Holy Bot

Bedroom music production, gaming and random shit


May 2015

We had to refurnish the apartment, now I live in this corner.


Gold Farming of Gamers

Here’s how to fool gamers, take their money that is.

It goes a bit like this: make a video game and market it as a standalone, complete game but sell it in parts.

Have the consumer pre-order the game to receive in-game gadgets, like two extra skins for the playable character or its weapons (but add nothing that change gameplay or the overall experience).

Go ahead, charge full price for a three-quarters of a game at best. It’s alright, just release the rest as DLCs.

If the game focuses on multiplayer mode, e.g. lots of first person shooters, then hold on to half of the maps and ration them out in four DLCs during the game’s lifecycle, together with some uncanny weapons that didn’t make it past alpha phase.

And if the game is story driven, then release two or three DLCs with a few hours worth of side-quest gameplay. You should have made these already at launch, but withhold from the original release.

Anyhow, the total sum of these DLCs can almost reach the price point of the game itself. Yeah, you’re getting double paid. If you want money in the bank, then sell a season pass so that players can gain access to all content to something you should call, “a great price”. And to appeal to these fanboys, promise that they will get it a week earlier than the suckers buying the DLCs piece by piece.

Then – if the game proves to be any successful after a year – release a Game of the Year edition. Include everything above and be nice, and run a time-limited promotional pricing campaign for a short while before charing full price again.

After that you can always make a remake of the game, on whatever future current generation of gaming platform is; be sure to save your high resolution textures for this. Or you may just re-release the game and add “10th Anniversary Edition”.

That’s how to earning money on video games. I’m sure there are plenty of other ways, but these are the most obvious and common.

Seq / Arp

Another post about the mighty MiniBrute. Here’s a tip how to hack the arpeggiator to act as the sequencer like on the newer SE model.

Just send the SysEx command: F0 00 20 6B 04 01 75 01 3E 01 F7  to your MiniBrute to enable the sequencer. And if you what the arp back, or if you have a SE version, then send F0 00 20 6B 04 01 46 01 3E 00 F7.

This information was published on one of the developer Yves Usson’s personal sites. You may also wanna visit for more information about how you can send SysEx et cetera.

Speaking of the MiniBrute. Right now I’m in the beginner’s phase, that is, messing around and making lots of noise, but not any songs. I experiment and come up with many sounds that are good enough, but there’s no saving patches on the MiniBrute. (I could take pictures of the knob settings, but I know I would never look at them.)

So it’s a different approach and workflow from what I’m used to, it’s more about improvising and jamming. Now I need to find a way to capture ideas and process them into compositions. I guess it has to do with some kind of multitracking.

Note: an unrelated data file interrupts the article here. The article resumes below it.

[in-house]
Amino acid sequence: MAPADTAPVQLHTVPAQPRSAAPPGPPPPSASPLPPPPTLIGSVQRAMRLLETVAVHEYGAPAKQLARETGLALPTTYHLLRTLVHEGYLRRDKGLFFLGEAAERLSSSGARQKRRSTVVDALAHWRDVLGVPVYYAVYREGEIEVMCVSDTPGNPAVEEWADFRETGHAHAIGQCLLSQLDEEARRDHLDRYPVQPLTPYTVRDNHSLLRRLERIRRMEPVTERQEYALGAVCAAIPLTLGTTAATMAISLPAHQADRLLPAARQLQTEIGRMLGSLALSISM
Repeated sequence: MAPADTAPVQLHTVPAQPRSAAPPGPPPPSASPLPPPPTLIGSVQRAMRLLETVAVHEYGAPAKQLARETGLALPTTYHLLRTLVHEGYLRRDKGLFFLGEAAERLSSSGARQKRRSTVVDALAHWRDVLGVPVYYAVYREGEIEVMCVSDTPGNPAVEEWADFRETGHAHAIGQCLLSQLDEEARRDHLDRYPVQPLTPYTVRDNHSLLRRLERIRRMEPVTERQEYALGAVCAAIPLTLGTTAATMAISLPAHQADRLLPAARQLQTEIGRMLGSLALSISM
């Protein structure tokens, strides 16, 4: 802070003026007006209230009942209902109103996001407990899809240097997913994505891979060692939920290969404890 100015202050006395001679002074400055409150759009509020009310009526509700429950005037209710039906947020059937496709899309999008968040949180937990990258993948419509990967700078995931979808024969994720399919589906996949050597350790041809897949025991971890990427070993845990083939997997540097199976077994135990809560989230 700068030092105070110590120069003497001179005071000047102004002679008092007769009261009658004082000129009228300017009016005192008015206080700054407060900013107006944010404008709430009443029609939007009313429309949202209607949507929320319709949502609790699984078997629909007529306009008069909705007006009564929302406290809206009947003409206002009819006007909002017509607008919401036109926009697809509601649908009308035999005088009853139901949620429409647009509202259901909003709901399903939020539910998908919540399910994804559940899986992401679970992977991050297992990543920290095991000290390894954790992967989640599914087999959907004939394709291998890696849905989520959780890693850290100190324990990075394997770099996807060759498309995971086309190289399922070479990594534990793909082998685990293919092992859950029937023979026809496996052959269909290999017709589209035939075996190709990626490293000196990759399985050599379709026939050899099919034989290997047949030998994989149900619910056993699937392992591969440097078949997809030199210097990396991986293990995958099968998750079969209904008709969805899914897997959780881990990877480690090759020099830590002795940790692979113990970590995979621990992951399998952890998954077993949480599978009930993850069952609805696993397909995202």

Anyway, it’s fun and I’ve hooked up the MiniBrute to my volcas (sample, bass and keys). The whole band is playing, I don’t even have to start any DAW.

P.S. About the image, well I had no printer at home, just my mad skillz.

Et tu, Brute?


So I finally got an Arturia MiniBrute Mk I today. (I actually got both the MiniBrute and the MicroBrute for what it’s worth, but I’ll return the latter to the store tomorrow.)

It wasn’t easy to decide which one to pick, the Micro, the Mini or any of the SEs. But I looked around, checked Gearslutz, reddit and other forums and came to the conclusion that the MiniBrute seems to be the best choice, at least for me. Perhaps the SE would fit better – because I’d rather have a sequencer than an arpeggiator, but when it all comes down, I need neither of them.

The Micro

While I prefer the size of the MicroBrute, I think the MiniBrute feels sturdier, more heavy duty. The keys are nice, but I don’t mind mini-keys, and I really don’t need another full-size keybed portion (I’m obviously not in the target group for this synth).

Other advantage the MicroBrute might have over the MiniBrute – besides the price – is the patch bay. Although you’re able to do most things on the MiniBrute with its extra encoders; except CV Out LFO and envelope and such, but I don’t have, and I’m not planning to get, any modular system.) Actually, I think the MiniBrute has more modulation options and flexibility than the MicroBrute.

Okay, the overtone control that allows pitch changing and that could be modulated via the mod matrix, would of course be nice. But I’m good with the sub oscillator of the MiniBrute – and it does cover another octave and offer both sinus and square wave.

The Mini

So the reasons to choose MiniBrute wasn’t the semi-weighted keyboard with aftertouch. No, what appealed to me were: separate ADSR envelopes for filter and amplification, an extra filter type (notch), white noise, three additional LFO waveforms, an extra LFO and maybe MIDI Out. I think these things make the MiniBrute a greater, and more versatile synth.

I chose a Brute synth from Arturia because I’ve heard that they have a distinctive voice and filter character, and this purchase was supposed to complement my other gear. Also, I wanted an analog synthesis that couldn’t be found anywhere digital roams.

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